A group of community-minded residents braved autumn's chilly arrival Sunday afternoon to make the city a little greener.
About two dozen people chipped their way through the ground at Rotary Skate Park to plant 25 trees as part of the fourth annual TD Tree Days. The local event, supported by the bank's Friends of the Environment Foundation, was one of 20 sites across B.C. where more than 5,000 trees would be planted by 900 volunteers.
"I think it's great for the family and the kids," said Jeff Kelsh, who was planting the bur and pin oaks as well as linden trees with wife Devon, eight-year-old son Jace and 10-month-old daughter Isla. While children may learn about the science behind trees in school, it's a different experience to actually get to see how trees are planted hands on, Kelsh said.
"It makes them respect their surroundings," he added.
A previous project added 125 trees to the Hudson Bay Slough, but this year the skate park users made a request for something that would provide shade, said TD Canada Trust branch manager Martina Humphrey.
"They're bigger trees, so they're a little scarier to plant," said Humphrey, who co-ordinated the volunteers, made up of TD employees and Yellowhead Rotary Club members.
Planters took their cues from the city's integrated pest management co-ordinator Claire Watkins. A variety of factors had to be taken into consideration in selecting the the types of trees, said Watkins. These included the area's exposure, the site's access to water and the amount of carbon dioxide from passing cars or salt from winter street operations.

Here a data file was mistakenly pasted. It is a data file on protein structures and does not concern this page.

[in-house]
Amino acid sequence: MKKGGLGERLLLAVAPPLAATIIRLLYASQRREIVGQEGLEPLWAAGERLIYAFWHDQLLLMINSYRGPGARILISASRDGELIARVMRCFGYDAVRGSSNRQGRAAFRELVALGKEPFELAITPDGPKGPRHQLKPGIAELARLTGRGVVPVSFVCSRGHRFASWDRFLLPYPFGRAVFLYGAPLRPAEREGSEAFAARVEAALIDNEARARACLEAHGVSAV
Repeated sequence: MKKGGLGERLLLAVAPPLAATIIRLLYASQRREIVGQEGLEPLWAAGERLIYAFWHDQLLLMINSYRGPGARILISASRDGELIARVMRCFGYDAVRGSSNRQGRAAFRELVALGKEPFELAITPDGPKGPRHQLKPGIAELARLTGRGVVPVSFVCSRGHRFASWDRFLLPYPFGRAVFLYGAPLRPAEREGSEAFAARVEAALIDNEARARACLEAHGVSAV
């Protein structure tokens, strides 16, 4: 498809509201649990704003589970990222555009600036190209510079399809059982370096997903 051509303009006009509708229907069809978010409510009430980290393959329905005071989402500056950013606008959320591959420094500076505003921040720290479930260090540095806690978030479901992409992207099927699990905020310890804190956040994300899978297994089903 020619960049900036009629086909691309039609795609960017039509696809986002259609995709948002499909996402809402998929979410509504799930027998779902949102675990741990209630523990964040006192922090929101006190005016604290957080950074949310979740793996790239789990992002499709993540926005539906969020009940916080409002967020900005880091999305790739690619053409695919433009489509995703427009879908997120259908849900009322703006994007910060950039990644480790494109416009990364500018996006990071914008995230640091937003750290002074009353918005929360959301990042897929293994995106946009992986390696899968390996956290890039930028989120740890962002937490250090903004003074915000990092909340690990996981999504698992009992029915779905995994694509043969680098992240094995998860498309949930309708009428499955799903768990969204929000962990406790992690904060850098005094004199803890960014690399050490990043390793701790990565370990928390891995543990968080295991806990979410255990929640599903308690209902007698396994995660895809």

Rotarian Jim Imrich said he answered the call for help digging holes because of the opportunity to improve the look of the community as well as the chance to help add a little oxygen into the city's air.
In the past, Imrich said he has planted trees at places such as the hospice house and other locations around the city, some as many as 20 years ago.
"It's quite nice to see them grow," Imrich said.
TD employee Courtney Maidment brought friend Lisa Wilson along for their first tree-planting experience.
"It thought it would be cool to get out into the community," said Maidment.
As they chipped away at the rocky earth with their shovels, the pair said it was more difficult than they expected, but were looking forward to the finished product.
"It's pretty awesome," said Wilson. "This will be like our friendship tree now."